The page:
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Notable New California Employment Bills Signed Into Law – Part 1

October 9, 2023  


The California legislature has recently passed several employment law bills that will affect companies operating in California

Notable bills that have been signed into law include those that increase minimum wage for fast food workers, prohibit discrimination based on cannabis use, ensure longer paid sick leave for employees and address workplace violence prevention

Gov. Gavin Newsom has until Oct. 14, 2023, to sign or veto the bills

California lawmakers have recently passed several employment law bills that will affect companies doing business in the state. Gov. Gavin Newsom has until Oct. 14, 2023, to sign or veto the bills. Notable new laws that have been signed into law so far include:

Minimum Wage Increases for Fast Food Workers (AB 1228)

Gov. Newsom signed a bill on Sept. 28 increasing the minimum wage for fast food workers. Effective April 1, 2024, the hourly minimum wages for certain fast food restaurant employees will increase to $20 per hour. Thereafter, a newly created Fast Food Council can further raise the minimum wage on an annual basis, beginning on Jan. 1, 2025. This wage hike will only apply to statutorily defined “national fast food chains.” The new law has a current sunset date of Jan. 1, 2029. While the new law is limited in scope and duration, it will likely affect wages across other industries for the foreseeable future.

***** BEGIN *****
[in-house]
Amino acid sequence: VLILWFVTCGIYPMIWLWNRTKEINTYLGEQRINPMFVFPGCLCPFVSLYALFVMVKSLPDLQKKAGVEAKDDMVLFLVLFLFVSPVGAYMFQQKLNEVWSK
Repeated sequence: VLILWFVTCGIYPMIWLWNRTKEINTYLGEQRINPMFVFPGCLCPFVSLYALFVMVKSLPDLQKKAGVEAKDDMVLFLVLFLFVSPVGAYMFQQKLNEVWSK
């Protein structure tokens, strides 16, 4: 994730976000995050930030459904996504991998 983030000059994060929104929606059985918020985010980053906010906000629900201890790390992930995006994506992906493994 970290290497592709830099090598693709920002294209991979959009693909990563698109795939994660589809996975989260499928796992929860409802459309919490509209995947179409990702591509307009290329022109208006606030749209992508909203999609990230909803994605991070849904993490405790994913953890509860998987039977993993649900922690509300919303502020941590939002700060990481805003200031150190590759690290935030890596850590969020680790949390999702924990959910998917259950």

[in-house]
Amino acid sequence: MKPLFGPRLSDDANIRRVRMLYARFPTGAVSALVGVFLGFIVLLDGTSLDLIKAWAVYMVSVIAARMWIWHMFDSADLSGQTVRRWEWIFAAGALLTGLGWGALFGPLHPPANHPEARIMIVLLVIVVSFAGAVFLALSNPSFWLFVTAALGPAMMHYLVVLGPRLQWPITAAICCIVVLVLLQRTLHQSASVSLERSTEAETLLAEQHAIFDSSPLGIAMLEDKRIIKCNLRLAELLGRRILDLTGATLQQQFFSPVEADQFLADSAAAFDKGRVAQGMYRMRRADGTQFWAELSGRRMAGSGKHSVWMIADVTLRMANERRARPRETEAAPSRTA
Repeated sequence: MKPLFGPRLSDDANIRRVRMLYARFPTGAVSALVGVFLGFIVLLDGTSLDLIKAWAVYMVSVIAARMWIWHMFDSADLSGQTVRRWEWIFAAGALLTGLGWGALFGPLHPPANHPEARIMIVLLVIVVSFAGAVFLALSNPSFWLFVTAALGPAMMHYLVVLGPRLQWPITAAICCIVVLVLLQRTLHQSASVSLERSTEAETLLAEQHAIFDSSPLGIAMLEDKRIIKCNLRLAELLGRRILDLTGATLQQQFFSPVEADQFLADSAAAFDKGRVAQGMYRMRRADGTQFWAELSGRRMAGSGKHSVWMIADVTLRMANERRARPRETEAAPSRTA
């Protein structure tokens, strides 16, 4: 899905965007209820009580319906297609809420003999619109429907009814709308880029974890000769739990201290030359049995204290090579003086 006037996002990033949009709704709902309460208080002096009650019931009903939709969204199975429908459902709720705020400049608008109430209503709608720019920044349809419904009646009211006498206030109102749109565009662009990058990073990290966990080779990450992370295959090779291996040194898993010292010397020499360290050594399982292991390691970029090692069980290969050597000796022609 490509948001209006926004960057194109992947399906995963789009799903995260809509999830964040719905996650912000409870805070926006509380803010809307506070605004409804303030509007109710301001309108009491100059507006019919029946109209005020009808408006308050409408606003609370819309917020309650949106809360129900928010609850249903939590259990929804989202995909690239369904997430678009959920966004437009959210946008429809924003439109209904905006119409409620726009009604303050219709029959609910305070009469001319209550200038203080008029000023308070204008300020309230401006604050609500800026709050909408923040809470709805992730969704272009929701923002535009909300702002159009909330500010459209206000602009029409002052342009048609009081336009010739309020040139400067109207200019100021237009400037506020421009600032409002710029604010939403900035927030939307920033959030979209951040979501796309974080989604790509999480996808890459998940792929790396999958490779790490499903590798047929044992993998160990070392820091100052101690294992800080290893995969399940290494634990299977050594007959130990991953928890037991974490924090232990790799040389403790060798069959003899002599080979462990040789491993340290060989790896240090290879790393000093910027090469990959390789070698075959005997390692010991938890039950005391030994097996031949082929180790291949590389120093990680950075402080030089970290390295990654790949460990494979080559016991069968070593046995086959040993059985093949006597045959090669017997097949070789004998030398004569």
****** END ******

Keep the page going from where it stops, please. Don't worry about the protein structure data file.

Discrimination Based on Cannabis Use Prohibited (SB 700)

Effective Jan. 1, 2024, employers will be prohibited from discriminating against employees or job applicants based on marijuana usage. Employers are still allowed to administer drug tests, but cannot screen for “nonpsychoactive cannabis metabolites.” In addition, companies will not be able to penalize anyone for using cannabis off the job and away from the workplace. Companies doing business in California should consider reviewing their employee handbooks and anti-discrimination policies, and update them as necessary. They should also consider reviewing standard hiring and background check procedures to ensure compliance.

Employees Receive Longer Paid Sick Leave (SB 616)

Effective Jan. 1, 2024, employers will be required to increase mandatory paid sick leave to five days (or 40 hours); previously, the state required paid sick leave of three days (or 24 hours). Employers can limit usage of paid sick leave to five days (or 40 hours) a year, while capping accrual of the leave to 10 days (or 80 hours) a year. Companies should consider reviewing their sick leave policies to ensure they comply with the expanded protection.

New Workplace Violence Prevention Bill (SB 553)

Beginning on July 1, 2024, employers will be required to create and implement a workplace violence prevention plan and incident log. Effective training must also be provided. Records must be kept for varying lengths depending on the information category, but at least for one year. Employees are also entitled to receive copies of such records within 15 days of requesting them. This law is made more onerous by the fact that it applies to employers of all sizes and revenue. Employers should consider developing policies and procedures pursuant to the new law.

For more information, please contact the Barnes & Thornburg attorney with whom you work or John Kuenstler at 312-338-5924 or john.kuenstler@btlaw.com or Amy Choe at 424-239-3755 or amy.choe@btlaw.com.

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This Barnes & Thornburg LLP publication should not be construed as legal advice or legal opinion on any specific facts or circumstances. The contents are intended for general informational purposes only, and you are urged to consult your own lawyer on any specific legal questions you may have concerning your situation.



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